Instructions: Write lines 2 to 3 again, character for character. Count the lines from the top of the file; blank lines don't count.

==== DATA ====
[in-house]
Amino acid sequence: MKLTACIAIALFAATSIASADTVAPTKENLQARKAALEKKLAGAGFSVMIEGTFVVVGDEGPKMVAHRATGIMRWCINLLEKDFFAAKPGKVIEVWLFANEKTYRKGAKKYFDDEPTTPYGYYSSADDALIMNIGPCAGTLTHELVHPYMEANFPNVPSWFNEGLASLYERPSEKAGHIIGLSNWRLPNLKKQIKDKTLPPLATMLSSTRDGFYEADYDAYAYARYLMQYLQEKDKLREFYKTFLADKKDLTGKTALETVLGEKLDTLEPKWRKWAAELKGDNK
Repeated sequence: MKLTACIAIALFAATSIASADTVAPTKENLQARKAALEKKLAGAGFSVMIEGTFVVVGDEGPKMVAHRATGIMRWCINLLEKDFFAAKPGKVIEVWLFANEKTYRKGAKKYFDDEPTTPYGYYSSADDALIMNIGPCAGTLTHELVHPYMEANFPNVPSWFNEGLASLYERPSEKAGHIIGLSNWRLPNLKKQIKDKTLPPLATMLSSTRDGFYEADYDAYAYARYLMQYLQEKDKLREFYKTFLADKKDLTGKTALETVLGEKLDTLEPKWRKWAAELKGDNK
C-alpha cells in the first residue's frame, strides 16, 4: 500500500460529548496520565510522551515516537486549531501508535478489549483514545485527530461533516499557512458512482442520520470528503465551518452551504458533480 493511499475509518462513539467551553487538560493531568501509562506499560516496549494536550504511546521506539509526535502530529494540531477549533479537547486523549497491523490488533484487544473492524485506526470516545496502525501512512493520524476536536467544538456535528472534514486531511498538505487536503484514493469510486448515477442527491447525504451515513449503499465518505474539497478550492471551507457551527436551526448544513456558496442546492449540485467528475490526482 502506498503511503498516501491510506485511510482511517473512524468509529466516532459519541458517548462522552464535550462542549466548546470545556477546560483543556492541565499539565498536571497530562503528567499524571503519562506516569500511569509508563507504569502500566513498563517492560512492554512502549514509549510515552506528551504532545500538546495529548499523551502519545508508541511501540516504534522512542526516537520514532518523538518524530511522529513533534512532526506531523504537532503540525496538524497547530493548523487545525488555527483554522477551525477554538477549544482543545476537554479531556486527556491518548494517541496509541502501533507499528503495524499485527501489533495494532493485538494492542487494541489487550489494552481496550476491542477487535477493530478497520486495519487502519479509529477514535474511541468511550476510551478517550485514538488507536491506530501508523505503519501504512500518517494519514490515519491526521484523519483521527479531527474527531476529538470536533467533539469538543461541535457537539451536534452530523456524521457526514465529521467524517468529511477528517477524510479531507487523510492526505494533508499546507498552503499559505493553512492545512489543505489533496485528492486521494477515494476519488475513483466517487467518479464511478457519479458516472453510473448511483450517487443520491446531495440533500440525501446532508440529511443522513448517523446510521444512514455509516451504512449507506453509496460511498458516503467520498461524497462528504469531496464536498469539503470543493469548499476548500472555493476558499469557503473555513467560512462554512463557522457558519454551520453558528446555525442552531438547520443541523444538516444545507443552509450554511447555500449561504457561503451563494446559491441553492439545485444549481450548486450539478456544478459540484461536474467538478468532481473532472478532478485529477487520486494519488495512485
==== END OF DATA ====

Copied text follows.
Amino acid sequence: MKLTACIAIALFAATSIASADTVAPTKENLQARKAALEKKLAGAGFSVMIEGTFVVVGDEGPKMVAHRATGIMRWCINLLEKDFFAAKPGKVIEVWLFANEKTYRKGAKKYFDDEPTTPYGYYSSADDALIMNIGPCAGTLTHELVHPYMEANFPNVPSWFNEGLASLYERPSEKAGHIIGLSNWRLPNLKKQIKDKTLPPLATMLSSTRDGFYEADYDAYAYARYLMQYLQEKDKLREFYKTFLADKKDLTGKTALETVLGEKLDTLEPKWRKWAAELKGDNK
Repeated sequence: MKLTACIAIALFAATSIASADTVAPTKENLQARKAALEKKLAGAGFSVMIEGTFVVVGDEGPKMVAHRATGIMRWCINLLEKDFFAAKPGKVIEVWLFANEKTYRKGAKKYFDDEPTTPYGYYSSADDALIMNIGPCAGTLTHELVHPYMEANFPNVPSWFNEGLASLYERPSEKAGHIIGLSNWRLPNLKKQIKDKTLPPLATMLSSTRDGFYEADYDAYAYARYLMQYLQEKDKLREFYKTFLADKKDLTGKTALETVLGEKLDTLEPKWRKWAAELKGDNK